I also do not know what nformation you gave when you obtained your current license in response to the question about how many times you have been married. Legally, you have only been married twice. The marriage to the second person that took place while you were still married to the first person was not valid, so it does not count as a marriage.
As for immigration benefits, there are two questions that would affect you. There is a question that asks if you plan to be married to more than one person (Poligamy) in the future. You can answer "no" to that. The application also asks if you have ever committed a crime for which you have not been charged. Your answer to that would have to be "yes" because you were, at one time, married to two people and that is a crime. It will then be ncessary to determine if poligamy is a "crime of moral turpitude."
You have a very complicated and delicate situation. If you are planning on applying for immigration benefits based on your current marriage you definitely need to speak with an attorney with knowledge of both immmigration and criminal matters.
We would be happy to help you.See question
Hello! i'm getting a divorce with my husband, who is us citizen, and after the interview i didn't get any answers from USCIS. how should i close my case? so happened that i met another man and we fell in love and we have a baby now, so we want to ...
You definitely need an attorney. Normally, with a pending case you would just withdraw it and file with your new husband. The fact that your first case is still pending indicates that Immigration may be thinking your first marriage was a fraudulent marriage entered into just to get a green card. If they make this determination you will probably be put in deportation proceedings and a finding of fraud will prevent you from ever getting a green card. The fact that you are now in married and have a USC child will not matter.
You need to hire an attorney that is able to handle a potentially sensitive case like yours and who can handle any issue that might come up (like deportation proceedings).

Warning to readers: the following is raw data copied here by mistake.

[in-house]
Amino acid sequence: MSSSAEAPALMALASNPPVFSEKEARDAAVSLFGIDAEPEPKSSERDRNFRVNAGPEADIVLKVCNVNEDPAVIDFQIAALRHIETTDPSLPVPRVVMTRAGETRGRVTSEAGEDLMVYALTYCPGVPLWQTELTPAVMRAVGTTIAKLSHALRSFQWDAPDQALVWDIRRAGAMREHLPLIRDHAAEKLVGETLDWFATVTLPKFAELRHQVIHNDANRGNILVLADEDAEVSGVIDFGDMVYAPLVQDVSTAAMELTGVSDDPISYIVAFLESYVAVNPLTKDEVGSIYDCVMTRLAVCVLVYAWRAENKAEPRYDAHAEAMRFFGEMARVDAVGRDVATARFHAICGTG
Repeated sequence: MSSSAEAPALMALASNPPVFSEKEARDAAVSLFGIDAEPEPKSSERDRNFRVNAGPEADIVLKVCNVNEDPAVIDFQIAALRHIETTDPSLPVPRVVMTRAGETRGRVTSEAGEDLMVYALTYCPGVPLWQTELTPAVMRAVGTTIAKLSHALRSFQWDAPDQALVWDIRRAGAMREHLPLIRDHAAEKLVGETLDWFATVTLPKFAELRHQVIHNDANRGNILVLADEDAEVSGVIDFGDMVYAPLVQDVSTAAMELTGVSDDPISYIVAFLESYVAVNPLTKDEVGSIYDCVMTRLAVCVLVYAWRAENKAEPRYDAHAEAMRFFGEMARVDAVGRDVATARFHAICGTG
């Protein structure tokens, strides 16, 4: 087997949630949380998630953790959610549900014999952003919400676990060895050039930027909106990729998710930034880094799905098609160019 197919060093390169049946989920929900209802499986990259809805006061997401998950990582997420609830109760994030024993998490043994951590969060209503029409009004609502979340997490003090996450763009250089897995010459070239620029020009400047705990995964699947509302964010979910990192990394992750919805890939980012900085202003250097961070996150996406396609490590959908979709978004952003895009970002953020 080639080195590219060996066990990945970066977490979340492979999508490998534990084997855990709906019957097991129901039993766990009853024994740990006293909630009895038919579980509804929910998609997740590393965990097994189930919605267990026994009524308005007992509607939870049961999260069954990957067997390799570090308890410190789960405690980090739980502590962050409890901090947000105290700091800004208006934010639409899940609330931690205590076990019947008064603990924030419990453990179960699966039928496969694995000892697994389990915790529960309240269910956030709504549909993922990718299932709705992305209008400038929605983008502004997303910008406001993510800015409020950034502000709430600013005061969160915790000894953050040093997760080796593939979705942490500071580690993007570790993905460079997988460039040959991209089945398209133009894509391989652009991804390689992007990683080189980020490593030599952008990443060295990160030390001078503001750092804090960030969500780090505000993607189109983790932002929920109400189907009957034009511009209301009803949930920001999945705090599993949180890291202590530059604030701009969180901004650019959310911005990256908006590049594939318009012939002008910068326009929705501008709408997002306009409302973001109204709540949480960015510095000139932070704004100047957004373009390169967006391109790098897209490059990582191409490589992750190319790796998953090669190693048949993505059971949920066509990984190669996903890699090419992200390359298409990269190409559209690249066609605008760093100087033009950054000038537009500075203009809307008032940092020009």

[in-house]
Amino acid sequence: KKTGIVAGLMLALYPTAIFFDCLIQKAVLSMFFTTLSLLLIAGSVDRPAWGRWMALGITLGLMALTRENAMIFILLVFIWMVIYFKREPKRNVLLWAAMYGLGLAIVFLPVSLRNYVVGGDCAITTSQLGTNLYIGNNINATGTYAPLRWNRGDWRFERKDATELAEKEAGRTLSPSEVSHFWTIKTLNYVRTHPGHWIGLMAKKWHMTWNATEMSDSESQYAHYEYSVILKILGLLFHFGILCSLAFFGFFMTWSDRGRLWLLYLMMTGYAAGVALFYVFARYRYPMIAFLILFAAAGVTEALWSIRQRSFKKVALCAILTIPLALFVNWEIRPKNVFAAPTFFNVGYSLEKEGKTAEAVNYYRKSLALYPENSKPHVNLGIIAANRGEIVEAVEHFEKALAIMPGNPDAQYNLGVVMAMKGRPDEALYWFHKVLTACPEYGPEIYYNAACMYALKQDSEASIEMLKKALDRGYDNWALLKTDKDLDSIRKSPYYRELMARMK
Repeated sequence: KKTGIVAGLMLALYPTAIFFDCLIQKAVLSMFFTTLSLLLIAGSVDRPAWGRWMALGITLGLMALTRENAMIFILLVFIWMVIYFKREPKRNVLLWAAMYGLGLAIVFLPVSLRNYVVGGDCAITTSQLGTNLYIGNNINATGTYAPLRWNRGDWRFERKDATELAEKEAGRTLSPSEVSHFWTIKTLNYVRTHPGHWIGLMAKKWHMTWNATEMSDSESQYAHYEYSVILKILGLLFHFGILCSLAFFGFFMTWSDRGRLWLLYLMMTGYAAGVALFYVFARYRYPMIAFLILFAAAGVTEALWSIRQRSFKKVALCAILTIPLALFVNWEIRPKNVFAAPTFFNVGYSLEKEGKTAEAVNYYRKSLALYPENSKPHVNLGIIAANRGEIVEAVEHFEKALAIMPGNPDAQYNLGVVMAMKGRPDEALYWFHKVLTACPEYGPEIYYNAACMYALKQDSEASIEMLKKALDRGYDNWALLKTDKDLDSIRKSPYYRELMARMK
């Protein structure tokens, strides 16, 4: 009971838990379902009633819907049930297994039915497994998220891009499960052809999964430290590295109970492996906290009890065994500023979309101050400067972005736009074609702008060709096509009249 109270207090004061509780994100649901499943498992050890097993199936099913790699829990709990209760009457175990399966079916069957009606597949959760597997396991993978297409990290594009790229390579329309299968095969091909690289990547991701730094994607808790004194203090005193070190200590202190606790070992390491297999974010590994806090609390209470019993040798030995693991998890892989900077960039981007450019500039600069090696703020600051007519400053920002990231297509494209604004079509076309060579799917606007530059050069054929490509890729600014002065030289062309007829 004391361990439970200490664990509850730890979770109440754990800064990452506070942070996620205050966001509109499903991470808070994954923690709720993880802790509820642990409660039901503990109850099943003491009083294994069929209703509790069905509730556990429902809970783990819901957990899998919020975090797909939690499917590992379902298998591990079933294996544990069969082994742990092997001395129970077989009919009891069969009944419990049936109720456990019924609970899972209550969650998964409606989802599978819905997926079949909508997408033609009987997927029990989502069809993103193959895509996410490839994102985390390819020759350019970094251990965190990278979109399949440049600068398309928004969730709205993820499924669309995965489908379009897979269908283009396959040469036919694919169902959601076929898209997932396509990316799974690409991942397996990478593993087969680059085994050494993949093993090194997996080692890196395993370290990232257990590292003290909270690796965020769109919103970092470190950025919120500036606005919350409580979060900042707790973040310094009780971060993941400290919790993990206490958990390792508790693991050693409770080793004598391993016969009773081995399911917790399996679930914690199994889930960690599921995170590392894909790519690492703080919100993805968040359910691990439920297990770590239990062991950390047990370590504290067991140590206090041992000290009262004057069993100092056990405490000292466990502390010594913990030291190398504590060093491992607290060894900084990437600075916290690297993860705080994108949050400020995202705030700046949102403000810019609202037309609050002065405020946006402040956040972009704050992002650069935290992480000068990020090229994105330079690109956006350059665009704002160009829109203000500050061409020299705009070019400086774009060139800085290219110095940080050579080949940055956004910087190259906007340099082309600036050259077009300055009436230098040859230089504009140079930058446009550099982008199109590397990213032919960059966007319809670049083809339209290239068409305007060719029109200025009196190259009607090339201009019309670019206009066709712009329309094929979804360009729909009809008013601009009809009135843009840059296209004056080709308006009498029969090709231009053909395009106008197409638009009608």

We would be happy to assist you.See question
Hi, I am on H1b visa and my wife is on H4. I am planning to change job and transfer my visa. Both our current visa's are valid for another 6 months. Need to know below, 1. Can my wife travel outside US and return during and after my H1B transfe...
Your wife can certainly travel and come back before you change employers. She should not travel while the H1B petition is pending as this will void her H4 application. She should file for the H4 together with your H1B petition because that way her H4 approval will coincide with your H1B approval which should be good for three years.
After you get the new approvals, the first time you exit the US, before coming back you will need to stop by the US Consulate in your home country so a new visa can be issued that coincides with the validity dates of the new H1B and H4 approvals.
We would be happy to assit you and you newremployer with the H1B process.See question
I am an USA citizen requesting my mom to become a resident. She is here and came with a visa but she lost the entry card and immigration was not able to find it. She has her old passport with the visa but the entry stamp is not too visible. She en...
Lawful entry can be established by alternate means if the entry ccard and stamp are not available. For example, we have used passports of persons who traveled with the person, statements from the persons someone traveled with or who picked them up at the airport, boarding passes, visas showing the person had a valid visa on the day she entered, etc.
The biggest concern here is the fact that, according to your question, Immigration cannot find any record of her entry.
We would be happy to assit you with this.See question
I'm married since 12 yrs.My husband is physically &verbally abusive,extremely controlling.During an argument in the kitchen,my husband was very verbally abusive, I struck him with the kitchen knife with which I had in my hand while cooking.I just ...
You definitely need to sit down with an attorney who knows criminal as well as immigration law. To that meeting you should bring copies of any docments you have pertaining to that charge. Many persons think their criminal charges were dismissed when, actualy, they were not. The reason is that the state definition of a convcition is different from the immigration definition of a conviction. If the result of your charge was a "nolle prosse" or you entered into a Pre Trial Intervention program then that is a true dismissal. if, on the other hand, you entered a plea and the judge "withheld adjudication" this would be a conviction for immigration purposes even if it is not a conviction under state law. Having your record sealed or expunged does not eliminate the conviction for immigration purposes. In fact, having your record sealed or expunged often makes matters worse because if you or your former criminal attorney do not have copies it will be impossible for you to prove to Immigration that the charges were, in fact, dismissed.
In your case, you may be at risk because a conviction for domestic violence and/or a conviction for an aggravated felony both render you deportable and inadmissible to the United States. You certainly should not travel out of the United States or file anything with Immigration until you have spoken to an attorney who specializes in these matters.See question